Planes, Trains, Automobiles… What Ever Happened To Horses?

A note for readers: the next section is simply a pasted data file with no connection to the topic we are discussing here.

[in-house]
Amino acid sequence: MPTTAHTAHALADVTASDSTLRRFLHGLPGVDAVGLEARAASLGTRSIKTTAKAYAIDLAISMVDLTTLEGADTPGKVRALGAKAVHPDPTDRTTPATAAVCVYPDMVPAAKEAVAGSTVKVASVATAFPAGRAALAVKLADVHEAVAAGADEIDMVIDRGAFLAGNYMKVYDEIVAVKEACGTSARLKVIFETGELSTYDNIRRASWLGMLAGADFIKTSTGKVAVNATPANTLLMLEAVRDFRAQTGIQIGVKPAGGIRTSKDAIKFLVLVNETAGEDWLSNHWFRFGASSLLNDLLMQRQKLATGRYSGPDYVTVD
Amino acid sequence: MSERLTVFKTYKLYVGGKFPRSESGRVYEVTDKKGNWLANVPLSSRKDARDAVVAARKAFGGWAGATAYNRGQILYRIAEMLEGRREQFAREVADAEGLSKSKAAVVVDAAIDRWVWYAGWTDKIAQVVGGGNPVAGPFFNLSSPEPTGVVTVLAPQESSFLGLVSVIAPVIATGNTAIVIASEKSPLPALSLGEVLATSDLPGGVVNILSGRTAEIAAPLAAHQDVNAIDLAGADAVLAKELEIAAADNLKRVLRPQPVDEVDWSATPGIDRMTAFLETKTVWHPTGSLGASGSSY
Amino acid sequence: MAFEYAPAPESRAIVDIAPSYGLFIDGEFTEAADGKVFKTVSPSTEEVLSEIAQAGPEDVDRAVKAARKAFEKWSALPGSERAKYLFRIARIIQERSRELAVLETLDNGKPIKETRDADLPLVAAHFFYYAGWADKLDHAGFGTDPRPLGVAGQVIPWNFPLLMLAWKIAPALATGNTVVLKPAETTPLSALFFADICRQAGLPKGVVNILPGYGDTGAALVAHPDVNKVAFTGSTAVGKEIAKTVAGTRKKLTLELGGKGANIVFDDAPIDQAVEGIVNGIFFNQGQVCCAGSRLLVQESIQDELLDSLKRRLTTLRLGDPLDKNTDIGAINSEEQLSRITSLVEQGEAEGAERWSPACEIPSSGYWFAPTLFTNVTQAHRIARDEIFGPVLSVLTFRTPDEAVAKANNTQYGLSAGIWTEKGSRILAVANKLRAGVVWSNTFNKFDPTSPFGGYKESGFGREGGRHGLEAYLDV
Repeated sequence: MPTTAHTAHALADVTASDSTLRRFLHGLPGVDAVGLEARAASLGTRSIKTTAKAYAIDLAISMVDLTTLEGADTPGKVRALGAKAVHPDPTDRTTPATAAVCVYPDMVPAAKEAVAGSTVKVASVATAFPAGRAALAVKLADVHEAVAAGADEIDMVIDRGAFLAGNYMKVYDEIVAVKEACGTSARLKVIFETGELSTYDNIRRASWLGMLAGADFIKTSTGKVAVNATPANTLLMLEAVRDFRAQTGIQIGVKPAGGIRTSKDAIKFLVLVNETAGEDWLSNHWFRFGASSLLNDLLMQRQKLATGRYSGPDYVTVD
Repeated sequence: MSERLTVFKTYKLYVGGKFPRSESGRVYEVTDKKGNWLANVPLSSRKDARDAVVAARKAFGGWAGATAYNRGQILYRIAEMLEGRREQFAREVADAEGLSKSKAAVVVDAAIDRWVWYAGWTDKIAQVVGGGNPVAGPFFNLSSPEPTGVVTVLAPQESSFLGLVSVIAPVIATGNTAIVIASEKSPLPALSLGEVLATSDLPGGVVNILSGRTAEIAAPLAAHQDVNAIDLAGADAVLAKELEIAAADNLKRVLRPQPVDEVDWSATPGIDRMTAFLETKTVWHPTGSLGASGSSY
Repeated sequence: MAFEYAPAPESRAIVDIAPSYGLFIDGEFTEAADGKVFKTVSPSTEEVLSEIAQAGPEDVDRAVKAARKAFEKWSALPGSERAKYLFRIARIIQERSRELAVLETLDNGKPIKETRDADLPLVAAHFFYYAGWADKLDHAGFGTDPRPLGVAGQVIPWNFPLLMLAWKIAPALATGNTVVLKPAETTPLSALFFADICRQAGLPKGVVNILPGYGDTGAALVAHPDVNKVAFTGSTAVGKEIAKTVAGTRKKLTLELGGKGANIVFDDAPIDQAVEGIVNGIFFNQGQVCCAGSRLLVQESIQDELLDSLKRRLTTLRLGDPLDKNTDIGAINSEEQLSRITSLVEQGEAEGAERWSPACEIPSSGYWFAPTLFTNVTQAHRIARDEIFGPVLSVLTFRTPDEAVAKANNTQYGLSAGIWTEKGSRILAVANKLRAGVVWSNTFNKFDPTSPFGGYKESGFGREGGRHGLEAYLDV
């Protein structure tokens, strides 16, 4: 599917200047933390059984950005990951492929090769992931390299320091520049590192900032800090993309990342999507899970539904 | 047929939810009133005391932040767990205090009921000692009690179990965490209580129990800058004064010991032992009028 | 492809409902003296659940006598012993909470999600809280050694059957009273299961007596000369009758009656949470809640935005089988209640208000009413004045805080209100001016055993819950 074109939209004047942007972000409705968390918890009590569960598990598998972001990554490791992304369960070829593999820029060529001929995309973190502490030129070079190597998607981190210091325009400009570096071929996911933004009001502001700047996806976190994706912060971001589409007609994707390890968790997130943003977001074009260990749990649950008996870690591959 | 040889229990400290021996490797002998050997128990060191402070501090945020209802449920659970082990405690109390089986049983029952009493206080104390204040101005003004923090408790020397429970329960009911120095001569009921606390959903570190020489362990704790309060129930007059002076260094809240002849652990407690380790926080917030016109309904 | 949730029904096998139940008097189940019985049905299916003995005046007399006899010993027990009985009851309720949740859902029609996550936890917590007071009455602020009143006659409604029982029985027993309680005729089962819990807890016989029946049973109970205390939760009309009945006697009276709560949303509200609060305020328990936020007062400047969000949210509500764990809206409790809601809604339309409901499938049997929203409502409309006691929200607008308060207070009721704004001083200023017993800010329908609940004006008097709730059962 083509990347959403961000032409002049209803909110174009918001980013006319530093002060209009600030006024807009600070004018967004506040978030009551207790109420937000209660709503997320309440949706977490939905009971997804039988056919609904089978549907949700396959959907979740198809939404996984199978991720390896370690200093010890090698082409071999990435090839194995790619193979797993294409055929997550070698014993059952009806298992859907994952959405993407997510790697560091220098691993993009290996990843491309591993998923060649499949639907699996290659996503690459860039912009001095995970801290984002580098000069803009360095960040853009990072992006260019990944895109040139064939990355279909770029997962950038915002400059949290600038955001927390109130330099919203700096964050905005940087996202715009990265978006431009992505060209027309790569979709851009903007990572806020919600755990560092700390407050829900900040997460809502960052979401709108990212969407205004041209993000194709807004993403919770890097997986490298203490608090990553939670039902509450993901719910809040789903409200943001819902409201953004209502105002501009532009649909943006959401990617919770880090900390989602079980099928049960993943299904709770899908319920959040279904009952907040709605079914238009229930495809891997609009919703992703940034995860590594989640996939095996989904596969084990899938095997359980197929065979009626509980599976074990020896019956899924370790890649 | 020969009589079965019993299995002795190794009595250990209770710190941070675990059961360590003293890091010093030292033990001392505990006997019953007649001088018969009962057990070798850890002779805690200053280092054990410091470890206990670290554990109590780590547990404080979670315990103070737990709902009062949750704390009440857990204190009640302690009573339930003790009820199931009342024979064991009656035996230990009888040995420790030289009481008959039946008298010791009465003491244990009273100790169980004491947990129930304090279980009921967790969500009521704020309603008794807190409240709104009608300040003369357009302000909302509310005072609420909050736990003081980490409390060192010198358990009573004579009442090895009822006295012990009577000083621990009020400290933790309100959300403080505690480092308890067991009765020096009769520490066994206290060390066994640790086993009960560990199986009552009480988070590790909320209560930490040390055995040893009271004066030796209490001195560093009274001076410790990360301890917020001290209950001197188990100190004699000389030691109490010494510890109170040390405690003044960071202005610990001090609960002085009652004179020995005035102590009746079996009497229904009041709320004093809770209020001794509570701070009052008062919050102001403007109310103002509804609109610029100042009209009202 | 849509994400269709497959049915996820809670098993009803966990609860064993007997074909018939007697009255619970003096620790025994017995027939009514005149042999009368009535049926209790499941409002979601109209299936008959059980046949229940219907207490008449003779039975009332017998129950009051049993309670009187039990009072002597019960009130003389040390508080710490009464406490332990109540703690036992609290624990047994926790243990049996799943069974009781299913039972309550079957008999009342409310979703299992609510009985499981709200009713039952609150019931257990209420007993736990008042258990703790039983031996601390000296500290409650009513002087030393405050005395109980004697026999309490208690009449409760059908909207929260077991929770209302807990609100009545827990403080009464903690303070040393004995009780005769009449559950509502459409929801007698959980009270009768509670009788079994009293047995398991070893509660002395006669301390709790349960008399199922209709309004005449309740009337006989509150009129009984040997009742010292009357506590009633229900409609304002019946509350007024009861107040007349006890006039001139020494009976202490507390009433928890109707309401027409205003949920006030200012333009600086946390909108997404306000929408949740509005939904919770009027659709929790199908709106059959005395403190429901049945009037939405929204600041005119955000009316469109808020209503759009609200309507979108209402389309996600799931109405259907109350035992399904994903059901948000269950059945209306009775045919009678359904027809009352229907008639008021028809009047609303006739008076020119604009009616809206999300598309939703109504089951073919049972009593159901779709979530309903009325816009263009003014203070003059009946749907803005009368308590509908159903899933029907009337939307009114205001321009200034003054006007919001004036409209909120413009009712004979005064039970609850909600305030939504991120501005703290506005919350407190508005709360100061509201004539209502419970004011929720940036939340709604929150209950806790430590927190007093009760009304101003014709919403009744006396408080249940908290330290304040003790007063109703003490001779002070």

Last week I was abandoned – almost for good, as I later found out. My three best friends at Colgate departed Thursday afternoon for Westchester – leaving the dork (that’s me, folks) to attend her Friday class. I spent most of my long weekend alternating between work and Food Network binges, and was both elated and surprised when, on Sunday evening, my friends arrived in a different car than the one in which they had left. Turns out that on the way to Westchester, my friends were broadsided by a semi that was pulling out into their lane. Everyone was all right, thank God, and while we’re at it, thank God the truck was only going about 10 miles per hour. I thought to myself how nice it would be if everyone still drove horse-drawn carriages – or just horses, come to think of it. As a sort of celebratory, we’re-not-dead dinner, we decided to go to the Lincklaen House, a lovely little hotel-restaurant in Cazenovia. Our new car, for the moment, was my friend’s mother’s black BMW, which, I suppose, could be considered a pleasant mode of transportation – next to a horse-drawn carriage, that is. I was deemed the driver for the evening (which, after a summer of driving a tank-like Volvo, was a-okay with me) and we were on our way. Just past Tops, going a steady 39 mph, I saw the homey, twinkling lights of the Hamilton P.D. behind me. An officer, who looked like the personification of a WWII German submarine, sidled up to my window and growled in a spectacular smoker’s voice “You a student?””Yes, officer,” I said, smiling carefully and visualizing Bambi as I made my eyes as big as possible. “What seems to be the problem?” “You know the speed limit in the village?” He asked, ominously. “I thought it was 40 mph along this stretch,” I murmured. “Nope, not by Tops,” he said. “You got your license?” Excellent, I thought. Now I get to show him my vertical Massachusetts under-21 license. He looked at it skeptically and mumbled something. Now, not wanting to seem like an idiot, I quickly ran through the possible things he could have said: I discounted “What the hell kind of a license is this?” and “You don’t look like you’re 5’3”,” and decided he must have said “Where do you go to school?” “Colgate,” I pronounced proudly, quite pleased at my semantic skill. He leaned in, not-so-subtly sniffed, and said, louder “What year are you?” “Oh! Uh, junior,” I said, kicking myself for being dehydrated and therefore not being able to burst into tears on cue. “Uh-huh,” said the officer, adjusting his belt and walking back to his car. “Okay,” someone said from the backseat, “now he’s going to run a check and practice his lines for a few minutes.” Lo and behold, he came back a few minutes later, sucked in a breath, put his weight on his back leg and said, “You buying dinner?” “I am now!” I said, wincing. “Well all right,” he grunted, “and slow it down.” On the way back home we checked the speed limit outside of Tops: 40 mph. I always liked horses.